Natural Women? Anti-Feminism and Michel Houellebecq's Plateforme

Sweeney, Carole. 2012. Natural Women? Anti-Feminism and Michel Houellebecq's Plateforme. Modern & Contemporary France, 20(3), pp. 323-336. ISSN 0963-9489 [Article]

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Michel Houellebecq's novel Plateforme (2001) satirically proposes Third World sex tourism as a remedy for sexual dissatisfaction in the West brought on by feminism's destruction of ‘natural’ gender roles. As in Houellebecq's previous work, feminism is lampooned both as a sex-negative censorial force and as a kind of mercenary libertarianism. Plateforme more fully elaborates this position suggesting that feminism is simply an affective projection of neo-liberalism, responsible for an injurious and ‘unnatural’ sexual behaviour that has destroyed kinship relations and contributed to the socio-economic emasculation of Western men. As part of the novel's Swiftian ‘modest proposal’, the narrative sets up a Manichean opposition in which an essentialised ‘natural’ femininity, represented by Thai sex workers, is set against the ruined sexuality of Western women. This article examines the ways in which the novel's ostensibly anti-capitalist critique invokes a quasi-primitivist discourse on sexuality that returns women to a pre-Foucauldian essentialism of the ‘natural’ which offers a site of sanctuary and solace for a masculinity besieged by the neurosis of post-'68 sexualities.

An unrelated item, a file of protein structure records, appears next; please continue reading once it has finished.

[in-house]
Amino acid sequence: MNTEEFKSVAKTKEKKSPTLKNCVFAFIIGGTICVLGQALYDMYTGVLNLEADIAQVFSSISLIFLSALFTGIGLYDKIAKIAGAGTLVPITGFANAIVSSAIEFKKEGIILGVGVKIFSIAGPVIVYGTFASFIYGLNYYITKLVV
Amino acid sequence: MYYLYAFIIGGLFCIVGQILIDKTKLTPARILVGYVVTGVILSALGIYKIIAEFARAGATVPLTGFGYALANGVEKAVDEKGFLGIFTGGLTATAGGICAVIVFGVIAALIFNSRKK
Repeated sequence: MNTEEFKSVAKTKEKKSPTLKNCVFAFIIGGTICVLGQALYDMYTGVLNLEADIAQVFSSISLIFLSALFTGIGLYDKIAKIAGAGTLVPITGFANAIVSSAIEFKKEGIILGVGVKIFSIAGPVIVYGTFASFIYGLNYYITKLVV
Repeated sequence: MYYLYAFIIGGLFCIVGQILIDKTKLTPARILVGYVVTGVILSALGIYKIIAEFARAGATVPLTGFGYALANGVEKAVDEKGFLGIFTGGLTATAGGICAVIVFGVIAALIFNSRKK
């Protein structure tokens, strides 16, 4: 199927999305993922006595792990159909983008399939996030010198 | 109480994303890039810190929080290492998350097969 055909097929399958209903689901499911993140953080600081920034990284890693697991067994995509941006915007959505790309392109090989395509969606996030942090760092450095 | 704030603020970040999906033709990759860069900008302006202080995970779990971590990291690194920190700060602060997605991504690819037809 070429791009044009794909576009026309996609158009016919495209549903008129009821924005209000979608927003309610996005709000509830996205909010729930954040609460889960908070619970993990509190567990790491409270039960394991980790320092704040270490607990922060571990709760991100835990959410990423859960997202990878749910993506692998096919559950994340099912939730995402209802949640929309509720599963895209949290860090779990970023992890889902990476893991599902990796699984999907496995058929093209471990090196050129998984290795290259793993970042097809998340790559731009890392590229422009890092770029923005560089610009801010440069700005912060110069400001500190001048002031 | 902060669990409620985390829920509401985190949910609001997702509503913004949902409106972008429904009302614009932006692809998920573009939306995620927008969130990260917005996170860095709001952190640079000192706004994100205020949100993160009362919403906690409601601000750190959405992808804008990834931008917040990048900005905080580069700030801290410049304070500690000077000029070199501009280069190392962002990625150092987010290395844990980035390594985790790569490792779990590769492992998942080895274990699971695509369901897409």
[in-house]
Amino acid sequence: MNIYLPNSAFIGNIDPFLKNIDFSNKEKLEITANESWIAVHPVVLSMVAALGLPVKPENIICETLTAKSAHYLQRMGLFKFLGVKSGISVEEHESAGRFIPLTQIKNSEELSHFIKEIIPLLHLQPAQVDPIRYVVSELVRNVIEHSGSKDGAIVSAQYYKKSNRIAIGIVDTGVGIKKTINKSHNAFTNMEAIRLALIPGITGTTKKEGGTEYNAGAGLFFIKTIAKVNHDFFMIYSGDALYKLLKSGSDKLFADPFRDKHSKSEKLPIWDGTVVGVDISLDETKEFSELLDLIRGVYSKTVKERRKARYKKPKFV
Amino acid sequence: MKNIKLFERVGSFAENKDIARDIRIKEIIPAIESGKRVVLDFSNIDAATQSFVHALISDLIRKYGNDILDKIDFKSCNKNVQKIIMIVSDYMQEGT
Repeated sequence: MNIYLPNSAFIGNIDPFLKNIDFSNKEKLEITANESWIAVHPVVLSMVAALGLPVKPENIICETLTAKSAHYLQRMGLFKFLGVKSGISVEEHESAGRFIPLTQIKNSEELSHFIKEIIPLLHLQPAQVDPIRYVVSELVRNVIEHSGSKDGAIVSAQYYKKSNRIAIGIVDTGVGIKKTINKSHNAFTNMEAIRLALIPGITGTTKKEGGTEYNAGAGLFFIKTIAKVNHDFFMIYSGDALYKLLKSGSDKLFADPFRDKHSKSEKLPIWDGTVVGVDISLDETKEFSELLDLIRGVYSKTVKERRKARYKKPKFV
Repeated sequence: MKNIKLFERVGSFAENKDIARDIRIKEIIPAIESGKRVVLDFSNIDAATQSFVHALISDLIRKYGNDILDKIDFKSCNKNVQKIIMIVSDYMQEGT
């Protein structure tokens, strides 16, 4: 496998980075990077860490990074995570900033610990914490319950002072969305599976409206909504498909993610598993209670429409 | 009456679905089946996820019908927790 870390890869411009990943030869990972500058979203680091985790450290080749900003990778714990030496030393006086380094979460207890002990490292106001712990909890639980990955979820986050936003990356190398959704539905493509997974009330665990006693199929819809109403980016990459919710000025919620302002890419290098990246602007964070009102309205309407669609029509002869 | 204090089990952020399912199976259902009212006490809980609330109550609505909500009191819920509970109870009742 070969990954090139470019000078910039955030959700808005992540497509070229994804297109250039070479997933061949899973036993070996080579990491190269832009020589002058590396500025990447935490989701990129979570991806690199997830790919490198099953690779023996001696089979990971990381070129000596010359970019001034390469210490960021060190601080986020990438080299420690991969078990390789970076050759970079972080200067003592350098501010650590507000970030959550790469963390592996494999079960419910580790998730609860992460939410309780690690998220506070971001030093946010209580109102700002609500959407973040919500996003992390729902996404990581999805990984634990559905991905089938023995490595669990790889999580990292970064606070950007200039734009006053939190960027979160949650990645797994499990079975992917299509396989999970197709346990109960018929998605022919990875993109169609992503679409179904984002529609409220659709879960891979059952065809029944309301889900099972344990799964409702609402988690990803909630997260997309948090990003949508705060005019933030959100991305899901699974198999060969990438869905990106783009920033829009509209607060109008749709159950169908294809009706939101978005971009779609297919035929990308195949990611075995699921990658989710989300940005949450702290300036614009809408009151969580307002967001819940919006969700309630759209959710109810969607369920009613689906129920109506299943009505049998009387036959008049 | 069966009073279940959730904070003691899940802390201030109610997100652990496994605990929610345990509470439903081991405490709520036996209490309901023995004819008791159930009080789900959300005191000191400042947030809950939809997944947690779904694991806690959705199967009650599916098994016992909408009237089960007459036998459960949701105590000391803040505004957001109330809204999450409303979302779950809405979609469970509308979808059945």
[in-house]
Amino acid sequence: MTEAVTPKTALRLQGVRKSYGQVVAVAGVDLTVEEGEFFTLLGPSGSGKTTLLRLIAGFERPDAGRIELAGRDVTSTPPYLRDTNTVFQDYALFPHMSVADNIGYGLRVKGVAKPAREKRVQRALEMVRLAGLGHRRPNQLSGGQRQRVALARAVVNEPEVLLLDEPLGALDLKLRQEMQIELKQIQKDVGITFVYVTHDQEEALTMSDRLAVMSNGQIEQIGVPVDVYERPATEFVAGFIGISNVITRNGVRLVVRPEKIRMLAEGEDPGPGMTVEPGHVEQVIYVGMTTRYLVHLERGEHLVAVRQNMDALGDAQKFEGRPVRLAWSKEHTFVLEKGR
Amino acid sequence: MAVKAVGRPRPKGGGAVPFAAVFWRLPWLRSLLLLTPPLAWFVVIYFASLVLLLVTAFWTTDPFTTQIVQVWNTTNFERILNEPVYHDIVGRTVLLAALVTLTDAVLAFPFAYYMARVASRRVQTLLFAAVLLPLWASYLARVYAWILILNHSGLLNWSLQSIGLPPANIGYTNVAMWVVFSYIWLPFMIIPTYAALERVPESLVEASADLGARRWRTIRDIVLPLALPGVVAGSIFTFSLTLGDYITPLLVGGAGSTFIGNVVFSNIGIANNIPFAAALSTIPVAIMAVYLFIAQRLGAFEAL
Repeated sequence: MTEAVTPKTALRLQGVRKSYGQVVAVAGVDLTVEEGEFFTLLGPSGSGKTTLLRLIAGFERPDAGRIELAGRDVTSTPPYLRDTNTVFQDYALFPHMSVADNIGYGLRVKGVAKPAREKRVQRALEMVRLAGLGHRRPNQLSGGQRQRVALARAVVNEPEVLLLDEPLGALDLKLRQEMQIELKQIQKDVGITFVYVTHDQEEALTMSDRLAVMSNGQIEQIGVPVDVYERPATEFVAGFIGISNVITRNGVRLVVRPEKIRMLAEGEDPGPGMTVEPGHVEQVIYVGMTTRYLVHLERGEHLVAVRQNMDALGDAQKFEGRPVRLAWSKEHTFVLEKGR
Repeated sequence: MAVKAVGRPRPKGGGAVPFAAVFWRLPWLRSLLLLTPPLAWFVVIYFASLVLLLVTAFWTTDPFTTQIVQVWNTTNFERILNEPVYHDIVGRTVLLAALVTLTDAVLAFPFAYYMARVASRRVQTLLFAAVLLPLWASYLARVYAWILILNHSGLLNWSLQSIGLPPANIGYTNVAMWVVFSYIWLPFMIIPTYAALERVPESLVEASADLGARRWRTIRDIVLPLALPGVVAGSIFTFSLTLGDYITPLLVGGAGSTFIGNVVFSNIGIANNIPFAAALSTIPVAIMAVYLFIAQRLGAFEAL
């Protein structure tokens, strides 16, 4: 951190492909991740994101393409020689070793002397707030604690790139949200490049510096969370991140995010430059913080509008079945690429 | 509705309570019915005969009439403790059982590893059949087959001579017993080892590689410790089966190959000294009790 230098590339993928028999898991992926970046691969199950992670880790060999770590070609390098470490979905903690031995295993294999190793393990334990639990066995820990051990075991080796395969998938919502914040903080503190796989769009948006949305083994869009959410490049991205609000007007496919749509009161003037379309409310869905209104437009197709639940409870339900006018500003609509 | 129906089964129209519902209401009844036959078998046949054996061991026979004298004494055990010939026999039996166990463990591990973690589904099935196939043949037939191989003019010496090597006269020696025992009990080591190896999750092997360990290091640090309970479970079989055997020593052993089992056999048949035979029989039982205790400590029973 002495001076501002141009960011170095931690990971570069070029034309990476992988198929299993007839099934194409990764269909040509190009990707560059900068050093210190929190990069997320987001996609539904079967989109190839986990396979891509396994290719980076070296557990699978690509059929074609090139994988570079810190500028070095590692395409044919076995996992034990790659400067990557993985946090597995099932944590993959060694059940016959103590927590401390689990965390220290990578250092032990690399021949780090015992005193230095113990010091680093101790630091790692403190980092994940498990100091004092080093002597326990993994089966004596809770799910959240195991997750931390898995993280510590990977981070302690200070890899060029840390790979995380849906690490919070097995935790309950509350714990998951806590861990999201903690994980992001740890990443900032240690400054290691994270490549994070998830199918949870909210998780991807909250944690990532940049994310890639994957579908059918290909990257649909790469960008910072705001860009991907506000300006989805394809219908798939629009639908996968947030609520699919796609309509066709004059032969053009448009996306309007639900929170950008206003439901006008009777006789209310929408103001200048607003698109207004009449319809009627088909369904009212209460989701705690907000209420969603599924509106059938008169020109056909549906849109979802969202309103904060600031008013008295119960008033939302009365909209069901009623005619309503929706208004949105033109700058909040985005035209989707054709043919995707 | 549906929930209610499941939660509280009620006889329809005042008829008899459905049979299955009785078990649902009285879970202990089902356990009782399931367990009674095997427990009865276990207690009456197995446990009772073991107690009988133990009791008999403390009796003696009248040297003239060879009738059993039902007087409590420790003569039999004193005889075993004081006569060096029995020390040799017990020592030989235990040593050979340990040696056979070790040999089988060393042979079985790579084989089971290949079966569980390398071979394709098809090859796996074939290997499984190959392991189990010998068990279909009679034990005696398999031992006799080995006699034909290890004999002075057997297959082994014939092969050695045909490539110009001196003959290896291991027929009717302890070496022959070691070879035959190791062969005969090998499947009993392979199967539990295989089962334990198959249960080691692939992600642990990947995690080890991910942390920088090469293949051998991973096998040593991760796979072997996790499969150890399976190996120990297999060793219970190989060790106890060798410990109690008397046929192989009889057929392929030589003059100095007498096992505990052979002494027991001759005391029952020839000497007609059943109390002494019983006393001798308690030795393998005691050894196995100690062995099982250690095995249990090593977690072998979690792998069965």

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English and Comparative Literature
Research Office > REF2014



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Date Deposited:

29 Oct 2013 13:06

Last Modified:

26 Jun 2017 10:49

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Yes, this version has been peer-reviewed.


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